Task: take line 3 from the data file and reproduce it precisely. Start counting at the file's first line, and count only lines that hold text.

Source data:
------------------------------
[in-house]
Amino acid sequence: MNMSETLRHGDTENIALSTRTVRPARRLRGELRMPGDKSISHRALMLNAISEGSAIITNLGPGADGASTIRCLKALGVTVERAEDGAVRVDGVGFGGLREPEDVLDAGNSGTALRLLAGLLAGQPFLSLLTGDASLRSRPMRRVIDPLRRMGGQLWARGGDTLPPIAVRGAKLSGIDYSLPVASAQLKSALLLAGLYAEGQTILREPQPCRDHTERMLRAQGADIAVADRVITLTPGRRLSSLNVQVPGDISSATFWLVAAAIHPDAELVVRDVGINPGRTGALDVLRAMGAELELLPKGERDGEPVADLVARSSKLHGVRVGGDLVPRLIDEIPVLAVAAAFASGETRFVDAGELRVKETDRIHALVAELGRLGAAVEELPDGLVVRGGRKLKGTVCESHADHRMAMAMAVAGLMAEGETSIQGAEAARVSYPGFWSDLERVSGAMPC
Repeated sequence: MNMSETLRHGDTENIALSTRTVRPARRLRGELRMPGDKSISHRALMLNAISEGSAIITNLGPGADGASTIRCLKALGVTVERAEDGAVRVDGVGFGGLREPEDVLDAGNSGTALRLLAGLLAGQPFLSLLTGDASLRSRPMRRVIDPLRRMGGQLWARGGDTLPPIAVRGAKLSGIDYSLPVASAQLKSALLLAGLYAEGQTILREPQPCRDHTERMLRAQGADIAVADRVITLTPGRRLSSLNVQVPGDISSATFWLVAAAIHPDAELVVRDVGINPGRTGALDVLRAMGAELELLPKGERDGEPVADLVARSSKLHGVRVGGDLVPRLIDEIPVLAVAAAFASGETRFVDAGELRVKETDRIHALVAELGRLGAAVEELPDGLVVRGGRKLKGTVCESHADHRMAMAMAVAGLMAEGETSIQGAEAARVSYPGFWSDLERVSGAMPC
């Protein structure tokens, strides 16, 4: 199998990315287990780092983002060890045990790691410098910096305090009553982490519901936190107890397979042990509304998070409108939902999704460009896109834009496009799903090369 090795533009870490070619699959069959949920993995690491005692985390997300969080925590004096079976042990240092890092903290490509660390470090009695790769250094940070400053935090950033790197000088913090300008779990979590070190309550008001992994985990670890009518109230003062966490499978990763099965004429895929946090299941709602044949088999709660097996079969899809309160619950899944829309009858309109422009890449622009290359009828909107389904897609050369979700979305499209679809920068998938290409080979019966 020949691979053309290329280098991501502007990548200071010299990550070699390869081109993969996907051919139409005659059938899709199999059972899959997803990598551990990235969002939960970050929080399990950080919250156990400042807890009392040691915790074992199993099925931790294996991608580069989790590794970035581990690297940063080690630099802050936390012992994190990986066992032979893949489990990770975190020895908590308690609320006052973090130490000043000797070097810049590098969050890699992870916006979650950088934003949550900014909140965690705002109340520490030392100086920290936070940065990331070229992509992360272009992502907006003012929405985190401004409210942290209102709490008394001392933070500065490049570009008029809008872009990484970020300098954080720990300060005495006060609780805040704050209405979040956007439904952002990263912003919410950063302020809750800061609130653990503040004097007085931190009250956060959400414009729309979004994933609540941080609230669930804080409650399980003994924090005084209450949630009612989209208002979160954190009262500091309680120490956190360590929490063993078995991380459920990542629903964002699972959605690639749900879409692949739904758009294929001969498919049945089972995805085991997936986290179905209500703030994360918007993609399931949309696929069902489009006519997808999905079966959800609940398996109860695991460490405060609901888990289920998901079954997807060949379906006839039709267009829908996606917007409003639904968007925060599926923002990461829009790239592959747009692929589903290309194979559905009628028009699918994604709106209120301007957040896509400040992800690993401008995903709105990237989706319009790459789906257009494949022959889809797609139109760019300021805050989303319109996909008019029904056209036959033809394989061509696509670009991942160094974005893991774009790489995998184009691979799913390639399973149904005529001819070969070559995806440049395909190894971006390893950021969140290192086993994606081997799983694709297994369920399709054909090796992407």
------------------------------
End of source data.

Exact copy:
Repeated sequence: MNMSETLRHGDTENIALSTRTVRPARRLRGELRMPGDKSISHRALMLNAISEGSAIITNLGPGADGASTIRCLKALGVTVERAEDGAVRVDGVGFGGLREPEDVLDAGNSGTALRLLAGLLAGQPFLSLLTGDASLRSRPMRRVIDPLRRMGGQLWARGGDTLPPIAVRGAKLSGIDYSLPVASAQLKSALLLAGLYAEGQTILREPQPCRDHTERMLRAQGADIAVADRVITLTPGRRLSSLNVQVPGDISSATFWLVAAAIHPDAELVVRDVGINPGRTGALDVLRAMGAELELLPKGERDGEPVADLVARSSKLHGVRVGGDLVPRLIDEIPVLAVAAAFASGETRFVDAGELRVKETDRIHALVAELGRLGAAVEELPDGLVVRGGRKLKGTVCESHADHRMAMAMAVAGLMAEGETSIQGAEAARVSYPGFWSDLERVSGAMPC